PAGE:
amist
 
Reply Thu 1 Apr, 2010 08:04 am
@Bones-O,
I think there needs to be a distinction made between what Berkeley does and 'argument'. All of his so called arguments presuppose his conclusion. Someone please quote for me where Berkeley ever actually makes a serious, non question beggin argument. I'd be much obliged.
 
kennethamy
 
Reply Thu 1 Apr, 2010 08:51 am
@Theaetetus,
Theaetetus;64923 wrote:
If God is responsible for our ideas, then God must be responsible for evil. .



Not unless evil is just an idea. But isn't that false? You really ought to distinguish between actual evil, and the idea of evil.

---------- Post added 04-01-2010 at 10:52 AM ----------

amist;147070 wrote:
I think there needs to be a distinction made between what Berkeley does and 'argument'. All of his so called arguments presuppose his conclusion. Someone please quote for me where Berkeley ever actually makes a serious, non question beggin argument. I'd be much obliged.


Well, he argues that there really is not difference between primary and secondary qualities. I don't see how that is question begging.
 
amist
 
Reply Thu 1 Apr, 2010 09:42 am
@Bones-O,
Quote:
Well, he argues that there really is not difference between primary and secondary qualities. I don't see how that is question begging.


I didn't encounter that in the text I read. Could you refer me to something please? Thanks in advance.
 
kennethamy
 
Reply Thu 1 Apr, 2010 10:06 am
@amist,
amist;147092 wrote:
I didn't encounter that in the text I read. Could you refer me to something please? Thanks in advance.


Epistemology

It seems to me that unless you are familiar with all of Berkeley's arguments, it was unwise of you to write that all of them beg the question.
 
amist
 
Reply Thu 1 Apr, 2010 10:22 am
@Bones-O,
Quote:
unless you are familiar with all of Berkeley's arguments, it was unwise of you to write that all of them beg the question.


In my defense I read all of the Principles and Dialogues :/

Which one of those articles specifically are you referring me to?
 
kennethamy
 
Reply Thu 1 Apr, 2010 11:55 am
@amist,
amist;147101 wrote:
In my defense I read all of the Principles and Dialogues :/

Which one of those articles specifically are you referring me to?


The first (veil of perception) and this one:
Berkeley's Argument from Relativity

You mean you read Berkeley and don't know that he argued that Locke's distinction between primary and secondary properties does not work, since however you can determine a primary property, you can also determine a secondary property.

If you read Berkeley on your own, you did not understand him. People cannot just read philosophy like a novel. They need guidance. Have you read a book like, Berkeley by G.J. Warnock? He explains what is in Berkeley to someone who knows little or no philosophy.
 
Pyrrho
 
Reply Thu 1 Apr, 2010 12:11 pm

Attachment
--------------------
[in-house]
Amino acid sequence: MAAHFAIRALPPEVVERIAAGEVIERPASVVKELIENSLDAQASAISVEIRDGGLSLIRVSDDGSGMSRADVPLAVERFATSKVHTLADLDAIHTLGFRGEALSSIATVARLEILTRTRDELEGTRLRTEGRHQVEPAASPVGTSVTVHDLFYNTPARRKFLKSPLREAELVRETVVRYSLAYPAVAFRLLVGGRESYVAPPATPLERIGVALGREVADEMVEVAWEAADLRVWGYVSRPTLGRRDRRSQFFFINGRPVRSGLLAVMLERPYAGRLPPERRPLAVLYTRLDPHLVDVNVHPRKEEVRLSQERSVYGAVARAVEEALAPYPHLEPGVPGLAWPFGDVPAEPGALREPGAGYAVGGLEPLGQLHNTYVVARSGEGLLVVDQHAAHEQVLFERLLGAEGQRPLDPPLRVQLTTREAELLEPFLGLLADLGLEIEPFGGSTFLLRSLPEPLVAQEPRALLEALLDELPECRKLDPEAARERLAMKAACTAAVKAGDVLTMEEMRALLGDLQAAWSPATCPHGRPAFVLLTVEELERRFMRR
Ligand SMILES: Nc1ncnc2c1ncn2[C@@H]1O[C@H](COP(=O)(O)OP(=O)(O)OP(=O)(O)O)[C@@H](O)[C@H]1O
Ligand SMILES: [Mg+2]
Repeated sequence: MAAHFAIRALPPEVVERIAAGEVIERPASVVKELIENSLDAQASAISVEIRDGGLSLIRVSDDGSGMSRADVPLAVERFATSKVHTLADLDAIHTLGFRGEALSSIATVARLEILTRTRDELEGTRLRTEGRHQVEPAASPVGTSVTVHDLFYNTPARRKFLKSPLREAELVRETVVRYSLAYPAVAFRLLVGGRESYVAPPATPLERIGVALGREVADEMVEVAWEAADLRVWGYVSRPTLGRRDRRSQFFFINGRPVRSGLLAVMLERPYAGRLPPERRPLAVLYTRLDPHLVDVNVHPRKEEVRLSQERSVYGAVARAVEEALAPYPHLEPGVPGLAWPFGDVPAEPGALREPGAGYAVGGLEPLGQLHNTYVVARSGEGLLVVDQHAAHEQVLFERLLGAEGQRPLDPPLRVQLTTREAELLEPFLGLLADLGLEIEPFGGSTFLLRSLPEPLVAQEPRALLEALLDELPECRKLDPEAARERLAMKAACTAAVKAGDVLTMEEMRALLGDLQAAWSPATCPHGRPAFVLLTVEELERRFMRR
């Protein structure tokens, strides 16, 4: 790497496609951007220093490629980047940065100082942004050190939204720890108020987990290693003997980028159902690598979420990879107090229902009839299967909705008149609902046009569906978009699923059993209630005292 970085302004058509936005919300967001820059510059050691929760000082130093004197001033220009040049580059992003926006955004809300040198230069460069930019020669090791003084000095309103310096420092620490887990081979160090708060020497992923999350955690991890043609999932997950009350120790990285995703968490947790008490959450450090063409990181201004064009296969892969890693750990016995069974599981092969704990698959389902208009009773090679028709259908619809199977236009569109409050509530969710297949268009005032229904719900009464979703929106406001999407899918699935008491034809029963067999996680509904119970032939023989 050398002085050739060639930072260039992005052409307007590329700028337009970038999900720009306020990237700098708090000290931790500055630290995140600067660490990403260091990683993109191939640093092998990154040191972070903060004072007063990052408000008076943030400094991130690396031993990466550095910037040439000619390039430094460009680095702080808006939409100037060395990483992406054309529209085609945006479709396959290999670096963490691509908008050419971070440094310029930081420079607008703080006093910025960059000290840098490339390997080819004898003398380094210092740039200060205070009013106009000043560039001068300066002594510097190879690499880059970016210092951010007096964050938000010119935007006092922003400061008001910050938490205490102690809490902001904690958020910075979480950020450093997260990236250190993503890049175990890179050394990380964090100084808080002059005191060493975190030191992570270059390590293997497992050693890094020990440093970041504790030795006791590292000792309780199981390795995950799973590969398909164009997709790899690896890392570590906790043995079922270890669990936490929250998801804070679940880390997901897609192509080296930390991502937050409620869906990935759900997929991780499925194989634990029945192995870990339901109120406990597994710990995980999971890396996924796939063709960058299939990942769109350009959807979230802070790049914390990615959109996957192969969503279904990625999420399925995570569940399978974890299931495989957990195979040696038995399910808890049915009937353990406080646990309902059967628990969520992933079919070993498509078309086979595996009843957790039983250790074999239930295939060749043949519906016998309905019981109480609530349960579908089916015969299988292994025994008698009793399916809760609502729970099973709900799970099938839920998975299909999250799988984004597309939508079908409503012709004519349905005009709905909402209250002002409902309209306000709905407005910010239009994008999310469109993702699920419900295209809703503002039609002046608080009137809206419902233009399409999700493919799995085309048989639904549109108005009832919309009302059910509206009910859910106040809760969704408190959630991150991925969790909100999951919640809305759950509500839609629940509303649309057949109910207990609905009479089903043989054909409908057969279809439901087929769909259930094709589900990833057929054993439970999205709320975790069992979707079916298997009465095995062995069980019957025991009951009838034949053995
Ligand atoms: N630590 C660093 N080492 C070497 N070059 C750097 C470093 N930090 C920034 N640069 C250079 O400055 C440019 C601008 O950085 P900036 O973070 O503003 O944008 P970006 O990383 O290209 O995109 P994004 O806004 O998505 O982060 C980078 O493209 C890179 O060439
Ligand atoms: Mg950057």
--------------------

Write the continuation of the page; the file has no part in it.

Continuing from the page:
@kennethamy,
kennethamy;147125 wrote:
The first (veil of perception) and this one:
Berkeley's Argument from Relativity

You mean you read Berkeley and don't know that he argued that Locke's distinction between primary and secondary properties does not work, since however you can determine a primary property, you can also determine a secondary property.

If you read Berkeley on your own, you did not understand him. People cannot just read philosophy like a novel. They need guidance. Have you read a book like, Berkeley by G.J. Warnock? He explains what is in Berkeley to someone who knows little or no philosophy.


Given what you say in another thread, it is surprising that you would provide direction to an article in which it is stated:

[INDENT][INDENT]In reference to Berkeley's philosophy, Dr. Samuel Johnson once kicked a heavy stone and exclaimed, "I refute it thus!" Yet ultimately this refutes nothing (e.g., it could just be the "idea" of pain in kicking the "rock").
[/INDENT][/INDENT]


The Veil of Perception ? Berkeley and Locke: Does Matter Exist or is Matter Simply Ideas?

But my comment here is a digression.

You are, as usual, a good source of information.
 
kennethamy
 
Reply Thu 1 Apr, 2010 12:18 pm
@Pyrrho,
Pyrrho;147131 wrote:
Given what you say in another thread, it is surprising that you would provide direction to an article in which it is stated:

[INDENT][INDENT]In reference to Berkeley's philosophy, Dr. Samuel Johnson once kicked a heavy stone and exclaimed, "I refute it thus!" Yet ultimately this refutes nothing (e.g., it could just be the "idea" of pain in kicking the "rock").
[/INDENT][/INDENT]


The Veil of Perception ? Berkeley and Locke: Does Matter Exist or is Matter Simply Ideas?

But my comment here is a digression.

You are, as usual, a good source of information.



I never noticed that. I disagree, of course. But my point was Berkeley's argument against the primary and secondary argument distinction, and that it did not beg the question.